If religion is not simply a private concern, but a potential basis for public policy and a national culture, does this mean that religious ideas can be subject to the same kind of robust public debate normally given to ideas about race, gender, and the economy? Or is there something special about religious ideas that invites a suspension of critical discussion? These essays, collected here for the first time, demonstrate that the critical discussion of religious ideas has been central to the process by which Protestantism has been liberalized throughout the history of the United States, and shed light on the complex relationship between religion and politics in contemporary American life.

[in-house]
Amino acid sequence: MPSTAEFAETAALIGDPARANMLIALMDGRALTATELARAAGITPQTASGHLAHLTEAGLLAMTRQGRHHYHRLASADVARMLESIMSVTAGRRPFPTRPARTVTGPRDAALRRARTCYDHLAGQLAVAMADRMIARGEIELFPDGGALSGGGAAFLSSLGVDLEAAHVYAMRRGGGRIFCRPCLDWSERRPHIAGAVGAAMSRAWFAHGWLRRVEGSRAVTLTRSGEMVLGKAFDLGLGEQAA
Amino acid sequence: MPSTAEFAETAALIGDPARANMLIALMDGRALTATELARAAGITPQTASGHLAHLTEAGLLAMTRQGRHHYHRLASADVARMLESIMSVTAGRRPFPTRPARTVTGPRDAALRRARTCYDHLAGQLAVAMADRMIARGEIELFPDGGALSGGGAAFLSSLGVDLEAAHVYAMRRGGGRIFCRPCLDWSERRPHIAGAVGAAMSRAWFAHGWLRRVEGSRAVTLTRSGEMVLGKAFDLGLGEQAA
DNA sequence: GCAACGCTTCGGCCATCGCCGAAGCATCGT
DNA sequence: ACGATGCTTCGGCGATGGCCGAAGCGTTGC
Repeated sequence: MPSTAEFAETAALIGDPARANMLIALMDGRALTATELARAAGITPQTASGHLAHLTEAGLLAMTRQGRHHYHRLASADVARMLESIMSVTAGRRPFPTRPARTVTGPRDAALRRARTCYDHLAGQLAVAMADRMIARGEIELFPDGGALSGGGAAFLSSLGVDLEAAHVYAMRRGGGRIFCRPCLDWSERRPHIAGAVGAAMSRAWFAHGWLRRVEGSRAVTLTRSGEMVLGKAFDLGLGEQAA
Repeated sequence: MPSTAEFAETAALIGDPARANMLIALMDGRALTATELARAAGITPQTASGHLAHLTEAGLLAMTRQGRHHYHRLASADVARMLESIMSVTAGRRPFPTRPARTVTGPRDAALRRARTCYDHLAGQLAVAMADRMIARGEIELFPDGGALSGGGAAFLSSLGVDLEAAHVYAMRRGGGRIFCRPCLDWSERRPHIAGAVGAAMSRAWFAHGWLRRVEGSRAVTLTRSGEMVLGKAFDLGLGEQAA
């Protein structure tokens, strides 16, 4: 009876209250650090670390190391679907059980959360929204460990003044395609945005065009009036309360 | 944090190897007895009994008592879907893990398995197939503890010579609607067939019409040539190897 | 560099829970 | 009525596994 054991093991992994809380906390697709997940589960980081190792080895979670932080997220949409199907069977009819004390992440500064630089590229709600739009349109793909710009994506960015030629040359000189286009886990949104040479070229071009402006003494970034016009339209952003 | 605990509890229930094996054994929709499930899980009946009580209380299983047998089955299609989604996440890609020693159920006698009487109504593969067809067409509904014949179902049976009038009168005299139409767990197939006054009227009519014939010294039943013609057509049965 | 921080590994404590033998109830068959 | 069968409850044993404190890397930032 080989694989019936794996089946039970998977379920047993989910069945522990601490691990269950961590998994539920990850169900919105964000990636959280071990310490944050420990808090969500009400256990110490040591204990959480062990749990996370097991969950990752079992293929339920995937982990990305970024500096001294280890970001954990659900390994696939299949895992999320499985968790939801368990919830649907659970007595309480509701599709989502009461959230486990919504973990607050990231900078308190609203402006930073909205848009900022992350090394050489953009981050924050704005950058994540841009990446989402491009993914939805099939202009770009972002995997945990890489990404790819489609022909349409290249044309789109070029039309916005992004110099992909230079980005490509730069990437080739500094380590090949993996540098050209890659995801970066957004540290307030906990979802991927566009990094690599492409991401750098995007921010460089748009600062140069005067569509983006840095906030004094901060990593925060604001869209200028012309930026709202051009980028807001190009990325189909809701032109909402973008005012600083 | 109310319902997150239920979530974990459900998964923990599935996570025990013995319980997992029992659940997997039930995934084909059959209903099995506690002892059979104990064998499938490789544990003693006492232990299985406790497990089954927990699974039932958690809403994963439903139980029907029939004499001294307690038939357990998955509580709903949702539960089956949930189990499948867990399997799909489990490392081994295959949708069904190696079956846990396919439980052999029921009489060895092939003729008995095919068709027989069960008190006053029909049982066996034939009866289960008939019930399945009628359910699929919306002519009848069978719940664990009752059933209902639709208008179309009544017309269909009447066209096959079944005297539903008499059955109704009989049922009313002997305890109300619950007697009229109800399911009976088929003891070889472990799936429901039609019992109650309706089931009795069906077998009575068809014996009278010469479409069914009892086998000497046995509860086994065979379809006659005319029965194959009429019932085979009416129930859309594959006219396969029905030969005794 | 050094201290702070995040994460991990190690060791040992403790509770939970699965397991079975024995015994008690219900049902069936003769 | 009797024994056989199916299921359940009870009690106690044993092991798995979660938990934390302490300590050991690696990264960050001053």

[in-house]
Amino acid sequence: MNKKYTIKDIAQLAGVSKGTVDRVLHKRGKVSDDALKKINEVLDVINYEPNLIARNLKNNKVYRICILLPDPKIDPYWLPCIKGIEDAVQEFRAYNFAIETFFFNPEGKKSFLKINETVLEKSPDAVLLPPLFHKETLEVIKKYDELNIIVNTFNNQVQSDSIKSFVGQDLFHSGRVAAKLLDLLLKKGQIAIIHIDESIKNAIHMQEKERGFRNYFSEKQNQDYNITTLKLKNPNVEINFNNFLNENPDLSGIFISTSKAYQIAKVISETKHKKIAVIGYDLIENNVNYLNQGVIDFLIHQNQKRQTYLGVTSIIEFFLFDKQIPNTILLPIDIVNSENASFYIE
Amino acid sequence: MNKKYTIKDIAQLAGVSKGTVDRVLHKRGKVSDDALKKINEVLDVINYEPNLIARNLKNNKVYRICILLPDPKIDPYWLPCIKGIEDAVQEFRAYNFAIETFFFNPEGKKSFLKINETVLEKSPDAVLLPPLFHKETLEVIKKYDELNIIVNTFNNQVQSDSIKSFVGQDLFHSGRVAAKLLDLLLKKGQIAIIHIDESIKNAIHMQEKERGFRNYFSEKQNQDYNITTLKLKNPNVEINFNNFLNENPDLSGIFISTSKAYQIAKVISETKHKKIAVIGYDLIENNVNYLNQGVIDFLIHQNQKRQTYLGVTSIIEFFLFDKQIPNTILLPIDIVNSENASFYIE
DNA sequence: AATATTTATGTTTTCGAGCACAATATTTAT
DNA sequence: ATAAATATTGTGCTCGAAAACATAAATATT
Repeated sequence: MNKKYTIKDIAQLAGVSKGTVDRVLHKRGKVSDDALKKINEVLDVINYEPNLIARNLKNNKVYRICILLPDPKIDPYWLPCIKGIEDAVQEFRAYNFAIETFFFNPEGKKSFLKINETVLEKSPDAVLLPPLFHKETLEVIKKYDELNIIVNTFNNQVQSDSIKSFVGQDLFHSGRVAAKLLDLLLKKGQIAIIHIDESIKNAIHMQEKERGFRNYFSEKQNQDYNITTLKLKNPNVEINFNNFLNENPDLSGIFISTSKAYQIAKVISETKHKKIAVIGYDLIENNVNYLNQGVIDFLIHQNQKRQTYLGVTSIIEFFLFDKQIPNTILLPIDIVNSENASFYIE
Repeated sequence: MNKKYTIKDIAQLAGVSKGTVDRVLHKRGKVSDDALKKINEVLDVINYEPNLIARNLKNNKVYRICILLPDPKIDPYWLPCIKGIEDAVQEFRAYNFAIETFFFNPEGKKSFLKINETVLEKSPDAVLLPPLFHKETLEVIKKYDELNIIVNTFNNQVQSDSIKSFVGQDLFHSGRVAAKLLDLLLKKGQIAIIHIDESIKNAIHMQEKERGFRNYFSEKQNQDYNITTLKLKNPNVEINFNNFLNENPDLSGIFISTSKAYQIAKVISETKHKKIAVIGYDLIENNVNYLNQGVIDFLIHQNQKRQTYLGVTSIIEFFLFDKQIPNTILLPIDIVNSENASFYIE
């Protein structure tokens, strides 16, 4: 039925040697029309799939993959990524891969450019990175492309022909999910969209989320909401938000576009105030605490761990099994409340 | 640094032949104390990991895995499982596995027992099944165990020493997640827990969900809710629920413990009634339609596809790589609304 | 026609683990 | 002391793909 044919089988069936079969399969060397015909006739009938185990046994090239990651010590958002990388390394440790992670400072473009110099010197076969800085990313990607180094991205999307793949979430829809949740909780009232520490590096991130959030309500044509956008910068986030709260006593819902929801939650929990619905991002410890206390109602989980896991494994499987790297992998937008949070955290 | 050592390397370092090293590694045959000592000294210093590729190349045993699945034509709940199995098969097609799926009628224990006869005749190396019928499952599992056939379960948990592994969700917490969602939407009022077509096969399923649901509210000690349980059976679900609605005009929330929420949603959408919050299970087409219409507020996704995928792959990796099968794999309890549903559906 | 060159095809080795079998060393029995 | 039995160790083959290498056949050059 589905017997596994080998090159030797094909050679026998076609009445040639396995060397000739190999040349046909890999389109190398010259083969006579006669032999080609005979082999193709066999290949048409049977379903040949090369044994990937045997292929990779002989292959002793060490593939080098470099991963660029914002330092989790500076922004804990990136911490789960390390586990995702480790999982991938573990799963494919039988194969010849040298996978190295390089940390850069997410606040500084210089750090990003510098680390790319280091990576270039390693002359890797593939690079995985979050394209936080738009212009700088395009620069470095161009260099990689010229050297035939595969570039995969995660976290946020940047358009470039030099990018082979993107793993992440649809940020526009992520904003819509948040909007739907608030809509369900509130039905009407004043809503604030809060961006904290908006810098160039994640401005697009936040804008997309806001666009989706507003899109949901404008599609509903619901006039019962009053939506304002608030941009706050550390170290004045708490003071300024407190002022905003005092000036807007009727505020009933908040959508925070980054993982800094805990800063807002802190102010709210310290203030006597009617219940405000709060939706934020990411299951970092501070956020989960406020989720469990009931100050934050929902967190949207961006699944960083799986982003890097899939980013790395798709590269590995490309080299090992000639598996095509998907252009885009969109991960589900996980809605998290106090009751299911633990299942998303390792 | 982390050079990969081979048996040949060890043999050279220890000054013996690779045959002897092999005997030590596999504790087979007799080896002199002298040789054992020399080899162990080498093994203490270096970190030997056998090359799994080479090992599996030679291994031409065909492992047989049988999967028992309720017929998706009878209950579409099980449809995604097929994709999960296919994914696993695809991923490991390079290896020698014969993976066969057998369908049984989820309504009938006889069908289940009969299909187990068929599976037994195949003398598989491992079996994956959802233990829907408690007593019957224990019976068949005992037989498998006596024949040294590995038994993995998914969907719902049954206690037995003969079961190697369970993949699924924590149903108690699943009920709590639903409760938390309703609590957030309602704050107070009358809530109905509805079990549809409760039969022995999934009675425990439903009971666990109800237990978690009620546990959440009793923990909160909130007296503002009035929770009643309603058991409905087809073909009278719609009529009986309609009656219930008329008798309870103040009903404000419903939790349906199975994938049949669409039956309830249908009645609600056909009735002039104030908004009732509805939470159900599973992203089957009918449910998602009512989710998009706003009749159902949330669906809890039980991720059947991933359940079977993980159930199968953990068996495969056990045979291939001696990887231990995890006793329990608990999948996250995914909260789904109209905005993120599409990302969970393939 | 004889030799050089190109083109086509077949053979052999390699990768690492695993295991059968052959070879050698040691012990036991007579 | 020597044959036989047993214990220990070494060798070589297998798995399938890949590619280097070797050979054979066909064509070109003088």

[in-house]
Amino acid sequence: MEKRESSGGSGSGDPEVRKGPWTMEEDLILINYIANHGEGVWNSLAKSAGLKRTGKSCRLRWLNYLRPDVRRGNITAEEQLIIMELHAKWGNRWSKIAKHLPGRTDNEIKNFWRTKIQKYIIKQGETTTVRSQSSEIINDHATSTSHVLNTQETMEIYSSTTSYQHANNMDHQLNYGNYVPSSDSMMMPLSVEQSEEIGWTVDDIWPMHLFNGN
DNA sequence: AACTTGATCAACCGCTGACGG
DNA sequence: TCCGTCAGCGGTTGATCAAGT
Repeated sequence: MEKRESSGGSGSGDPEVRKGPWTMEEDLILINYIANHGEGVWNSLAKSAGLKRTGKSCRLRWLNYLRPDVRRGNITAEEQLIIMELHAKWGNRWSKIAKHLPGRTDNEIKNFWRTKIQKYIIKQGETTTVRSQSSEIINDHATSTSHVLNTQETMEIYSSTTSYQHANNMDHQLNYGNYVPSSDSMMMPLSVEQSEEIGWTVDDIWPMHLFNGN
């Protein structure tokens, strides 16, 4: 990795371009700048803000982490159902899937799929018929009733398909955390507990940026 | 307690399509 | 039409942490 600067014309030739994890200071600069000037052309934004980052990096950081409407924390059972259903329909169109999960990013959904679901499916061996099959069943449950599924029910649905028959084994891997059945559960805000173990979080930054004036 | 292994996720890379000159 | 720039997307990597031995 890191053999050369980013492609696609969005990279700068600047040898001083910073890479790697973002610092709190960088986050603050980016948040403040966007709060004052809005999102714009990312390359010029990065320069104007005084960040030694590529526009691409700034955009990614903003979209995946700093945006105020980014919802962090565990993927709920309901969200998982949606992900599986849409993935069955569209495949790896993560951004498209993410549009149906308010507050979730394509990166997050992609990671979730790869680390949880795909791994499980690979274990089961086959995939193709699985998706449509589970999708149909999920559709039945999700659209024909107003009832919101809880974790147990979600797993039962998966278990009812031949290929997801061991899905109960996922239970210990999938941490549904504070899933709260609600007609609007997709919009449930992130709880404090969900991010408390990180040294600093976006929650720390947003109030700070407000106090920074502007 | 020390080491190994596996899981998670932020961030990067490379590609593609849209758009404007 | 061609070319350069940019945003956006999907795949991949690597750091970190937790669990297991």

After Cloven Tongues of Fire brings together in one volume David Hollinger's most influential writings on ecumenical Protestantism. The book features an informative general introduction as well as concise introductions to each essay.